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Leasing thoroughbred bloodstock has grown in popularity in recent years and is particularly common with fillies and mares.

Breeders often lease young fillies or mares at stud as a way to save on training fees and other related costs. The lessee, in turn, enjoys the benefits of racehorse ownership without the initial capital purchase costs.

Lease agreements usually stipulate that the lessee will be responsible for all training and racing costs associated with the horse for a set period. In return, the lessee is entitled to any prize money won and other privileges associated with owning a racehorse.

Leasing can also be beneficial for breeders who want to offer a filly who has finished her racing career or a mare already at stud. In this case, the lessee can use the mare for breeding purposes for a specified length of time.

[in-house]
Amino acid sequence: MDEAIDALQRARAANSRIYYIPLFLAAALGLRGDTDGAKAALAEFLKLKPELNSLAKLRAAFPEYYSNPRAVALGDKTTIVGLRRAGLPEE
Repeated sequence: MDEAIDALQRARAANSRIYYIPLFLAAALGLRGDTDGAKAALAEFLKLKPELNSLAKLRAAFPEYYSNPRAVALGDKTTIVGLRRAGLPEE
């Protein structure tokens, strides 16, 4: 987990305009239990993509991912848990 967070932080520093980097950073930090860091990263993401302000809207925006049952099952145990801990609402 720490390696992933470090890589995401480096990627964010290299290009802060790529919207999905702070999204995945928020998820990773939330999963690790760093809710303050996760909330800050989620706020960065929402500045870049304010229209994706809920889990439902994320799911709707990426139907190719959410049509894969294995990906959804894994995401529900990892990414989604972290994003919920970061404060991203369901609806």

It's important that both parties seek professional advice before entering into a lease agreement, as the information on the website is not a substitute for proper guidance. The written lease document should include details of insurance, public liability cover, and routine veterinary costs.

In the majority of cases, lease agreements prove to be mutually beneficial. However, a written document is essential as verbal agreements can become blurred over time, and the terms of the deal need to be clear to avoid misunderstandings.

Remember to plan for the unexpected and seek professional advice before entering into any such agreement.


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